Less than a month later, Janine was putting the family home on the market in Toronto and house-hunting in the northern Atlanta suburb of Alpharetta. Their already amazing journey was ready to take more turns.
After three tries, Ian finally received clearance from U.S. immigration to work temporarily in the United States. Over the past five years, they have led Heart for Africa as it has helped African faith-based organizations develop homes for orphaned children in Swaziland and Kenya as well as working in Malawi. We have done so by raising money for schools, wells and other key infrastructure as well as taking more than 5,000 volunteers on 11-day service trips to those countries.
In 2008, we were shown 2,500 acres of land in Swaziland and God raised up a donor for the $1 million to buy it. Project Canaan was dedicated in June 2009 and the first crop harvested in March 2010. This year, five abandoned babies moved in the baby’s home there. We expect it will be a capacity of 20 infants later this year.
We anticipate building homes and schools to house and educate children ranging in age from infants to teen-agers. The efforts will be funded by contributions from supporters as well as from profits from developing the farm and producing a variety of high-value products for use both in Swaziland and to export. The long-term vision includes a diary and high-intensity fish farming.
And today, a prophecy that was spoken over Janine Maxwell in a South African church in August of 2005 will move to fruition. The woman said that Janine and Ian would become the spiritual mother and father to a new generation of African children.
They leave this afternoon to live on Project Canaan in Swaziland and oversee all development and operations. Their family home on Project Canaan is completed and their furnishings were shipped this week from Atlanta.
It has been an amazing ride for the Maxwells since Janine was in New York on 9-11. The 9-11 experience triggered an examination of her life and her priorities. A trip to Africa to meet children living on the streets grabbed her heart and led to a connection with Wilkinson and eventually the staff positions.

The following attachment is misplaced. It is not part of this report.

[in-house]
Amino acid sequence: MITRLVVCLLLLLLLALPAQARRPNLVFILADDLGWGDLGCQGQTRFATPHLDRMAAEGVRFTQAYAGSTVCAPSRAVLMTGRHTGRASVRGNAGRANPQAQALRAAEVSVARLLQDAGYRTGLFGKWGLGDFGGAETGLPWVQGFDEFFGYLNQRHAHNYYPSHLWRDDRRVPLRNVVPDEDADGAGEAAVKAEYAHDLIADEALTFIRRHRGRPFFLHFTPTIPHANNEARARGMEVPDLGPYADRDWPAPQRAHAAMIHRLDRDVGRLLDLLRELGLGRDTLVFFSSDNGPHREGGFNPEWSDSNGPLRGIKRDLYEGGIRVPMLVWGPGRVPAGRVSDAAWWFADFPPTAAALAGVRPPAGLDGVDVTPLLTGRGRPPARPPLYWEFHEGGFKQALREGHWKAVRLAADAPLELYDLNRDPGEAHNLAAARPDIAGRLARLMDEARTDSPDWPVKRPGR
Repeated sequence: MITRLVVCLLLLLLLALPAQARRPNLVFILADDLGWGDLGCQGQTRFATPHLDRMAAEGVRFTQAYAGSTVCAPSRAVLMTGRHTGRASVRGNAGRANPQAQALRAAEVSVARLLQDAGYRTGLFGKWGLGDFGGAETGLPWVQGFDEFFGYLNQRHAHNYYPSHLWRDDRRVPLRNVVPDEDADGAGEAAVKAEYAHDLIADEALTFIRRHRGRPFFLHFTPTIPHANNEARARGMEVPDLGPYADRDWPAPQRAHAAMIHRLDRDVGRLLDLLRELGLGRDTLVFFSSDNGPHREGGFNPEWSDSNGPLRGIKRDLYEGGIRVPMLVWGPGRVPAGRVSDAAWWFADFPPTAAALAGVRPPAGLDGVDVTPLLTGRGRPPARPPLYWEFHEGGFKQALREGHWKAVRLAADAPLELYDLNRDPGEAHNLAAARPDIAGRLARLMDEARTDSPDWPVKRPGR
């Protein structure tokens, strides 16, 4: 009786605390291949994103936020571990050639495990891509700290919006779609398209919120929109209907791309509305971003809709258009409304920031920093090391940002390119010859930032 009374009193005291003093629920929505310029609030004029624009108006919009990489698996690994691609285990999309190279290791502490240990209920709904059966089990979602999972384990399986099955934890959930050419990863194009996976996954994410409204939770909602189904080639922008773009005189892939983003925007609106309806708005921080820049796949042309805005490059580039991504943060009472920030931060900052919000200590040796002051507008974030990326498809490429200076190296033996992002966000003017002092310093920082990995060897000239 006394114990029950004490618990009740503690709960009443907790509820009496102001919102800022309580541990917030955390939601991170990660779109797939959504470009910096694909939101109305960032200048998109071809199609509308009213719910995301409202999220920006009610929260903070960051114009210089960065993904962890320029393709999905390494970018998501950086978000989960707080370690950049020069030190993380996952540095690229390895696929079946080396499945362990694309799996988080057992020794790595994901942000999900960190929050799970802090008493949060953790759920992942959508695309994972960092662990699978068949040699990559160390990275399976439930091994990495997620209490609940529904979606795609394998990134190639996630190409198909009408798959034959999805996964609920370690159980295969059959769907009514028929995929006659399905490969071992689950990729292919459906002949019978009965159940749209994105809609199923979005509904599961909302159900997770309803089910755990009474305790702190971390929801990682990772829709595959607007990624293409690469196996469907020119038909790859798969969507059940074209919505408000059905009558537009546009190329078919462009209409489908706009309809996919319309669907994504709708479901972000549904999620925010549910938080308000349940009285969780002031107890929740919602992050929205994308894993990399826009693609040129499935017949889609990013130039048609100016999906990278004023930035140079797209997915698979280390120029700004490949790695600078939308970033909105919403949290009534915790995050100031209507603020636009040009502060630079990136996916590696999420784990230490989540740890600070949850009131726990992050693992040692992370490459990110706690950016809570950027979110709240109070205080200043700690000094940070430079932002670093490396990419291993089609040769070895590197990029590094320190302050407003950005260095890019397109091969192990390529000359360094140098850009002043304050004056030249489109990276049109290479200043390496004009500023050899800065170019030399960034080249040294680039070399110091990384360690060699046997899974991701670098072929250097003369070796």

Today starts the next chapter of living in Africa, something Janine thought would happen—as she wrote in her blog— instead of the move Alpharetta. Looking back, she realized how Alpharetta, a tony, semi-rural suburb similar to attitude to Alamo, had been an important part of God’s plan that today leads to Swaziland.
The challenge there is immense—the population has declined by about 100,000 to about 950,000 as AIDS continues to kill young adults—it is the single most AIDS-infected country in the world with the official infection rate at 42 percent. That has left an estimated 200,000 children orphaned or vulnerable in a country where the government is -–at best—overwhelmed by the challenge.
Project Canaan, headed by the Maxwells, will stand as a site of great hope for a new generation of African children who will be supported by money earned in the agricultural operations that will eventually employ hundreds of locals.
For more information on Heart for Africa, please see www.heartforafrica.org. Janine Maxwell has written two books: “It’s not OK with me” and “Is it OK with you,” both available at amazon.com.
This story contains 666 words.
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